The Invention Of Hugo CabretTitle: The Invention of Hugo Cabret
Author: Brian Selznick
ISBN: 0439813786
Pages: 533 pages
Publisher/Date: Scholastic Press, c2007.

“But before you turn the page, I want you to picture yourself sitting in the darkness, like the beginning of a movie. On screen, the sun will soon rise, and you will find yourself zooming toward a train station in the middle of the city. You will rush through the doors into a crowded lobby. You will evnetually spot a boy amid the crowd, and he will start to move through the train station. Follow him, because this is Hugo Cabret. His head is full of secrets, and he’s waiting for his story to begin.” (1)

After these words, readers have over 40 pages of beautifully drawn black and white illustrations which show not only the scene just described, but continue the story. Interspersed with increasing amounts of text, 284 pages of these drawings advance the story and make it seem like a movie’s story board than a novel. The first work of fiction to win a Caldecott Award (besides the usual picture books) tells the story of Hugo Cabret, a twelve year old orphan who cares for the clocks in the Paris train station after his uncle abandoned the job. Set in 1931, it interweaves true references to real life occurances with the story of how Hugo’s own secrets set in motion the exposure of an even bigger secret, one that affects the bitter old toy shop owner and his god-daughter and a man with an eye-patch. Things aren’t what they appear, and thieves and secrets lurk in ever corner of this highly acclaimed book by Brian Selznick. You need to read The Invention of Hugo Cabret at least twice, once for the plot and once for the pictures, but I think most readers will return to this book again and again.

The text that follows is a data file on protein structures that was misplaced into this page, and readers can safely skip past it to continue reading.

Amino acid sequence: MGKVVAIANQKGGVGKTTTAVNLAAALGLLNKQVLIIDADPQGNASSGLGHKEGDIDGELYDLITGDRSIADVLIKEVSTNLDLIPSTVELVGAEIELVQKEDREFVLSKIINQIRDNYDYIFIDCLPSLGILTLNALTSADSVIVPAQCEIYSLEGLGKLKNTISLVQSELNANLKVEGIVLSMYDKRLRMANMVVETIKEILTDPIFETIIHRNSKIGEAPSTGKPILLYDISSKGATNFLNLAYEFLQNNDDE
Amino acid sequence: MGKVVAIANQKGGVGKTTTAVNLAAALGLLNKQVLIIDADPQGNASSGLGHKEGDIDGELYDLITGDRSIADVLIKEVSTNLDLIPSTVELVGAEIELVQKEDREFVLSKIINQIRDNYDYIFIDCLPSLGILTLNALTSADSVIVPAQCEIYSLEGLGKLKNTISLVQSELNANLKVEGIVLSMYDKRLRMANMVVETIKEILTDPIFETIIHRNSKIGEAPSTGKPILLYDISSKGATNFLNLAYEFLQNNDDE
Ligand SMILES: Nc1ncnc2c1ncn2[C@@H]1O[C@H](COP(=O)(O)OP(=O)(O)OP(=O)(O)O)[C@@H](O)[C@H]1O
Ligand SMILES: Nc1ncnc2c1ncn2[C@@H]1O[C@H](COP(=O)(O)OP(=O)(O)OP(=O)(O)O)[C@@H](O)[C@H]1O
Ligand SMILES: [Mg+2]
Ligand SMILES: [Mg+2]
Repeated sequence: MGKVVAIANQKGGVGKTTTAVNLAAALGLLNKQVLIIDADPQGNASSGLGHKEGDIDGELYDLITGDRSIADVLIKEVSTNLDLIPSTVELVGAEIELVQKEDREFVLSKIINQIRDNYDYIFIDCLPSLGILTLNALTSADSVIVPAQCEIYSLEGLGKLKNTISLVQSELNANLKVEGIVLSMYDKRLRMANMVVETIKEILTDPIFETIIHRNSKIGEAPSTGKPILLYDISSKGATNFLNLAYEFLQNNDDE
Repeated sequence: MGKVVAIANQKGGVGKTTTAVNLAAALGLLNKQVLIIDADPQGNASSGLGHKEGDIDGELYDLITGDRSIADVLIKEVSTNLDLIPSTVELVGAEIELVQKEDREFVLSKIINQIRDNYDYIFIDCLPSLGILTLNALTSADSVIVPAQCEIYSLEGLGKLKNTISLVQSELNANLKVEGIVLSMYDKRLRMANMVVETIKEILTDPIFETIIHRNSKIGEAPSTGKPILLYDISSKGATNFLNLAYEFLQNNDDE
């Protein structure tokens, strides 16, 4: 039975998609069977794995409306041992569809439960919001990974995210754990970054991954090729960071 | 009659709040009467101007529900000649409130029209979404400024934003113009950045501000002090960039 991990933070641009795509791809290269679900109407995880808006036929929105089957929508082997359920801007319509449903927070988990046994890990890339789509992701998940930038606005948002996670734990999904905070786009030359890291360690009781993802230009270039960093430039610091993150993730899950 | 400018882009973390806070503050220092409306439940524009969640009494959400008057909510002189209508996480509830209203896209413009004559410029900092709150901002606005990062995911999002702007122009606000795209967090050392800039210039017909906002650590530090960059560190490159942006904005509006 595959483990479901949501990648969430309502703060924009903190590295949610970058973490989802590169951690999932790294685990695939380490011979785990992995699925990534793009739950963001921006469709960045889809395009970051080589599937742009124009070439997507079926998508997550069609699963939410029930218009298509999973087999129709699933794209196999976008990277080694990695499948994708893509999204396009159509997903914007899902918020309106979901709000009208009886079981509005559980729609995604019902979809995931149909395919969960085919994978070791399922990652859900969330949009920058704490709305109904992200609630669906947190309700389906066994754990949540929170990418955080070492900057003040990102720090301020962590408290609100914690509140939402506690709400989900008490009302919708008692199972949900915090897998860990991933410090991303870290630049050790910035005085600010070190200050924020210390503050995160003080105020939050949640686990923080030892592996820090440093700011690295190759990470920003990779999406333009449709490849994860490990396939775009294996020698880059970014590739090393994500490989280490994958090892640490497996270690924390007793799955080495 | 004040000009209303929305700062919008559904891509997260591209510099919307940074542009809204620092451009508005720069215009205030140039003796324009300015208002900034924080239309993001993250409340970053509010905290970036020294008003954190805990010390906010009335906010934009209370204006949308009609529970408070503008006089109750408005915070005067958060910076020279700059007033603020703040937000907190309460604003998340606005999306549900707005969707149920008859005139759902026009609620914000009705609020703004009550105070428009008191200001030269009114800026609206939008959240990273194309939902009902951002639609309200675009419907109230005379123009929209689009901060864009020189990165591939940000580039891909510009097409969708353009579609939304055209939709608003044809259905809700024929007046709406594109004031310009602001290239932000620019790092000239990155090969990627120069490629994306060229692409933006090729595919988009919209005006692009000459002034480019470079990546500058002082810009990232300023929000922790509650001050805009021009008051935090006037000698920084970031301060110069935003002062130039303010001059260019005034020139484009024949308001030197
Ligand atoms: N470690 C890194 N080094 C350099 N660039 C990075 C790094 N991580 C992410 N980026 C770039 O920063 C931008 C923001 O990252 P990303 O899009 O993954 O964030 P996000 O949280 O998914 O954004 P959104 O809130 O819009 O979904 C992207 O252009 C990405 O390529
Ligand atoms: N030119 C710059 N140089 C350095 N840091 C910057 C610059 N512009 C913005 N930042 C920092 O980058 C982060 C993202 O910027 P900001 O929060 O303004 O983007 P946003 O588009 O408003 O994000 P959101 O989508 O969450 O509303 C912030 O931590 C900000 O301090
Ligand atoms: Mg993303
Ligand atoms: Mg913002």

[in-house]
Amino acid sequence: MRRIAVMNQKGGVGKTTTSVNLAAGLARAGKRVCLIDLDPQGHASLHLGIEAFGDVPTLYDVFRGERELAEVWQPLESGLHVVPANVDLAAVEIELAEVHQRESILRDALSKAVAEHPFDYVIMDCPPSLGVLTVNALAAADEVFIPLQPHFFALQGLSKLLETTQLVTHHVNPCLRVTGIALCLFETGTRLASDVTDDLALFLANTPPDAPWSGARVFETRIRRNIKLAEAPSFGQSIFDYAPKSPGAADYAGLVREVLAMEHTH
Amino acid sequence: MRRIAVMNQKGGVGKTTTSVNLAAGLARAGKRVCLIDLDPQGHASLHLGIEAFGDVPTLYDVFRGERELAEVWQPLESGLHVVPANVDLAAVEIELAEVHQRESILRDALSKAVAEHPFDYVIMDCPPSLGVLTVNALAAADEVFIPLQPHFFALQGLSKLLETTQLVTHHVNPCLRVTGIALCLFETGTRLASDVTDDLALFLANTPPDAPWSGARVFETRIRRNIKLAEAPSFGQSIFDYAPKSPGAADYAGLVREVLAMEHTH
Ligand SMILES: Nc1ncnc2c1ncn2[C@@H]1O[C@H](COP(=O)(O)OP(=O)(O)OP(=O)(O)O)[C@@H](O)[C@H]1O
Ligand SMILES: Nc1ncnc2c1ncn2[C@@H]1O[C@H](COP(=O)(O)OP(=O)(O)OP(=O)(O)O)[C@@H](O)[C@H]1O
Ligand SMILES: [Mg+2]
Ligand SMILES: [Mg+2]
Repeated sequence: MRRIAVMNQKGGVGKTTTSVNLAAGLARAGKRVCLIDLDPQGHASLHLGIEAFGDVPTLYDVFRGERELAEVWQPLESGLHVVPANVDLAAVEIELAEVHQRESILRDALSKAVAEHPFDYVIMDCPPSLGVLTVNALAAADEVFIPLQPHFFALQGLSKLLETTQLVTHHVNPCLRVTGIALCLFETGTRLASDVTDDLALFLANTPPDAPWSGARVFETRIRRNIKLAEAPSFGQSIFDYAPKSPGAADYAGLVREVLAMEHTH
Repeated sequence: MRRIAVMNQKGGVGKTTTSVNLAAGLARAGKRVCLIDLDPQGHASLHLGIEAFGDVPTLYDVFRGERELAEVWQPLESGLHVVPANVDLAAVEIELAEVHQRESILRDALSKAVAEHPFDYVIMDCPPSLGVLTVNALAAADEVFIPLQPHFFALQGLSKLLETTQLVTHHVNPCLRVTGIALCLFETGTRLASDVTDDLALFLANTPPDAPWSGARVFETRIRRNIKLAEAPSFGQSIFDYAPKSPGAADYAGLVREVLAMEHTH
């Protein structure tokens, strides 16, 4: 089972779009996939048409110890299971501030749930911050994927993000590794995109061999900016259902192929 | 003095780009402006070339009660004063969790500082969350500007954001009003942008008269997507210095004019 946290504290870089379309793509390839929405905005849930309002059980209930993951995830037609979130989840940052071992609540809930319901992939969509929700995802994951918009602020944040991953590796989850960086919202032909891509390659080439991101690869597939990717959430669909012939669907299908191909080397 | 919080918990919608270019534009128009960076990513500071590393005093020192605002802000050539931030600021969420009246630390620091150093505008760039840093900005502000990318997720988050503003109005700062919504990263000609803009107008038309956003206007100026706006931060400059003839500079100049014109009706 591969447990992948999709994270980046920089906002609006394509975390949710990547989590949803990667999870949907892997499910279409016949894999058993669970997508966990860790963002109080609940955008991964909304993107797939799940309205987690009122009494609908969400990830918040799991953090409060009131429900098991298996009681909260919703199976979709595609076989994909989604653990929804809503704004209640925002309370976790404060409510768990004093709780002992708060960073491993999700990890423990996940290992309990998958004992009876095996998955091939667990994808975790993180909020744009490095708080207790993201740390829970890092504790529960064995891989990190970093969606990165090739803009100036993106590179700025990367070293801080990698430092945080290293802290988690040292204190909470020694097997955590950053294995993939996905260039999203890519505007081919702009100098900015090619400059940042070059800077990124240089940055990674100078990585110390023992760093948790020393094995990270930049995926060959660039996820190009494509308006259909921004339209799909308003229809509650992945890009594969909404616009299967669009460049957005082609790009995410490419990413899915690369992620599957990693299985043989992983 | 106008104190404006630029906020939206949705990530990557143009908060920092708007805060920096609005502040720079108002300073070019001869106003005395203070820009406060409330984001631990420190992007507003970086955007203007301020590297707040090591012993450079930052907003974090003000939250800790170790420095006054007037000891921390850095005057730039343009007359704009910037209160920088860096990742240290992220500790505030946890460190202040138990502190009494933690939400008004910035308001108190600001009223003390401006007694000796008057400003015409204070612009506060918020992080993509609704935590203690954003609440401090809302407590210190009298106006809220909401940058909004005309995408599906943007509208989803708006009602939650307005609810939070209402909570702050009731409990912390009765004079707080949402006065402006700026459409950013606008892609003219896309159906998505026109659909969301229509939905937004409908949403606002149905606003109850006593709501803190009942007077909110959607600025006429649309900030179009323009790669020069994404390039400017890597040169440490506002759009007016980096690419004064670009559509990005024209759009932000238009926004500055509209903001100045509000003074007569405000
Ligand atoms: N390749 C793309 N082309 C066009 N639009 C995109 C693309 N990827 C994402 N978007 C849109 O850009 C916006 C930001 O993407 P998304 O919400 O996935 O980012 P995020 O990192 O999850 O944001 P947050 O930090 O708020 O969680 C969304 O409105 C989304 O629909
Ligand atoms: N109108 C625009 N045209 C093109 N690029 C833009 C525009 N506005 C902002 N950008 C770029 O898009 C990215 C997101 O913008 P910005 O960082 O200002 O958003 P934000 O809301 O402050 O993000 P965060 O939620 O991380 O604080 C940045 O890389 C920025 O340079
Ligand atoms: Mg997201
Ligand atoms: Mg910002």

It’s understandable why this book won the Caldecott. The drawings are highly detailed pencil sketchings that pulls the readers in. A picture is worth a thousand words, so words can’t express the magic, which is why you have to “read” this one for yourself. It’s an engaging story based in fact, and will probably encourage kids to look for more information about automata and early cinematography. (Read the book and you’ll know what I’m talking about). People who enjoy this book might also want to read Vögelein: Clockwork Faerie series by Jane Irwin. When I talked to her at a librarian conference last year, she was working on a webcomic about a “chess playing automaton” that once played Napolean. I keep looking for a link that works but everything I’ve found gives me an error message. If anyone knows of a working link, please post it. I’d love to see how the story is progressing.